Can 2020 be over now? —
It can confuse people “into accidentally ingesting a potentially deadly product.”
The Food and Drug Administration on Thursday issued a warning to consumers about hand sanitizers that are flavored and packaged in food and drink containers, which increases the risk of people accidentally drinking them, particularly children.
According to the warning, the agency has found hand sanitizers with flavorings such as chocolate and raspberry, and in packaging including beer cans, water bottles, juice bottles, vodka bottles, and children’s snack pouches—some of which were marketed with cartoons aimed at children.
“I am increasingly concerned about hand sanitizer being packaged to appear to be consumable products, such as baby food or beverages,” FDA Commissioner Stephen Hahn said in a statement. “These products could confuse consumers into accidentally ingesting a potentially deadly product. It’s dangerous to add scents with food flavors to hand sanitizers which children could think smells like food, eat and get alcohol poisoning.”
Hahn went on to say that manufacturers should be “vigilant” about appropriate hand sanitizer packaging and that the FDA will monitor products and “take appropriate actions as needed.”
The market for hand sanitizers has been booming amid the coronavirus pandemic. Public health experts recommend using alcohol-based sanitizers (with ethanol or isopropyl alcohol at concentrations of 60 percent or higher) when soap and water are not available as part of appropriate hand hygiene.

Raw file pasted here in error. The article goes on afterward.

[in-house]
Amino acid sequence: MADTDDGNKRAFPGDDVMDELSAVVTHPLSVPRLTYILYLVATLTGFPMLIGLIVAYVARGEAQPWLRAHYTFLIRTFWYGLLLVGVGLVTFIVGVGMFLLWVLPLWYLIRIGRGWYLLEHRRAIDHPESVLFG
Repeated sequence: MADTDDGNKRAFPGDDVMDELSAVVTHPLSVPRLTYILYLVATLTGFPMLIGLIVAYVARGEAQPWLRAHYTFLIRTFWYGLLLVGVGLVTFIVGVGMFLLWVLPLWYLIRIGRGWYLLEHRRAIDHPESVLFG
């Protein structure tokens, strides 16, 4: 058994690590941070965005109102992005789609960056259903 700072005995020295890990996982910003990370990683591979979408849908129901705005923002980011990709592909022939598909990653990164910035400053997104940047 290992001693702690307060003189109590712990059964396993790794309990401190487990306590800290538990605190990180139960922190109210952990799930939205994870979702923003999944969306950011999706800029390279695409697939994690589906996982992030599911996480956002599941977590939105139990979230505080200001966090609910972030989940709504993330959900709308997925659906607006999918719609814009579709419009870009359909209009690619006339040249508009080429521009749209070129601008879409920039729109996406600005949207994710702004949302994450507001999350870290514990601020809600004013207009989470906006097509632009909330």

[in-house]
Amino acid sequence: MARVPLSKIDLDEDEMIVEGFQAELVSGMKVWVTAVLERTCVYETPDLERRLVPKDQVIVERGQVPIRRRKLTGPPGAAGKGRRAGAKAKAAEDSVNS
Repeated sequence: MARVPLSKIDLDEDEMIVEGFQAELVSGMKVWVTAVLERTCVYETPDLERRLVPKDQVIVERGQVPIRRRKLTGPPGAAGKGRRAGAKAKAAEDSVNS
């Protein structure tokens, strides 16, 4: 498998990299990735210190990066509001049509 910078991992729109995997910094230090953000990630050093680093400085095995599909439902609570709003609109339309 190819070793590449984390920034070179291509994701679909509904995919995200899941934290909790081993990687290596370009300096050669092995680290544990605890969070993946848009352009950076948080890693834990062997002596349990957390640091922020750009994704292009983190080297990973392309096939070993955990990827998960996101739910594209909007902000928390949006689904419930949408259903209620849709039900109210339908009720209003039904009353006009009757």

But the increased demand and supply shortages from trusted manufacturers have apparently made way for unscrupulous and negligent producers. The FDA began warning in June of finding hand sanitizers with the toxic alcohol methanol, which is often associated with improperly distilled liquor. Since then, the agency has continued to identify dozens of methanol-containing products and has received mounting reports of consumers being poisoned, going blind, and even dying from the dangerous products.
Earlier this month, the FDA noted finding an additional toxic contaminant, 1-propanol, in some hand sanitizing products.
The FDA’s ever-expanding list of hand sanitizing products that consumers should not use now includes 165 entries. You can see the full list HERE. Below is a sampling of some of the labels of dangerous products identified by the FDA.